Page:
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Oscars: "Motion Capture Is Not Animation"

The Academy of Motion Picture Arts and Sciences has ruled that “motion capture,” a technique that can create non-human characters based on the movements of real actors, does not qualify as “animation” for the purposes of Oscar nominations, Deadline Hollywood reports.

The ruling was made as part of an edit to the qualifying definition in the Animated Feature Film category. Under the revised definition, a significant number of the major characters in a qualifying feature must be animated using a “frame to frame technique”, and such animation must figure in no less than 75 percent of the picture’s running time.” The definition explicitly states that “motion capture by itself is not an animation technique” for the purposes of qualifying for the prize.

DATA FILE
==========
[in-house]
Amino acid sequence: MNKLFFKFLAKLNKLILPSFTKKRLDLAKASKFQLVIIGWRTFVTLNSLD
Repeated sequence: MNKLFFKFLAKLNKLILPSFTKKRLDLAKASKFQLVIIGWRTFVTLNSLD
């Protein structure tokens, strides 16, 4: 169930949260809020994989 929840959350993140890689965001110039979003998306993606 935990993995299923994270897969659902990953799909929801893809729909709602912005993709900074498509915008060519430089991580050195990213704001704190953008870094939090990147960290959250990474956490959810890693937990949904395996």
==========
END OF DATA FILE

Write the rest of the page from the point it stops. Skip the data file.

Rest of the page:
Additionally, the Academy has lowered the minimum running time necessary to qualify in the Feature category, from seventy minutes to forty minutes. This brings the Animated Feature in line with the other definitions for “feature length” product and closes a hole under which films that are between forty and seventy minutes could qualify in neither the “Features” nor “Shorts” categories.

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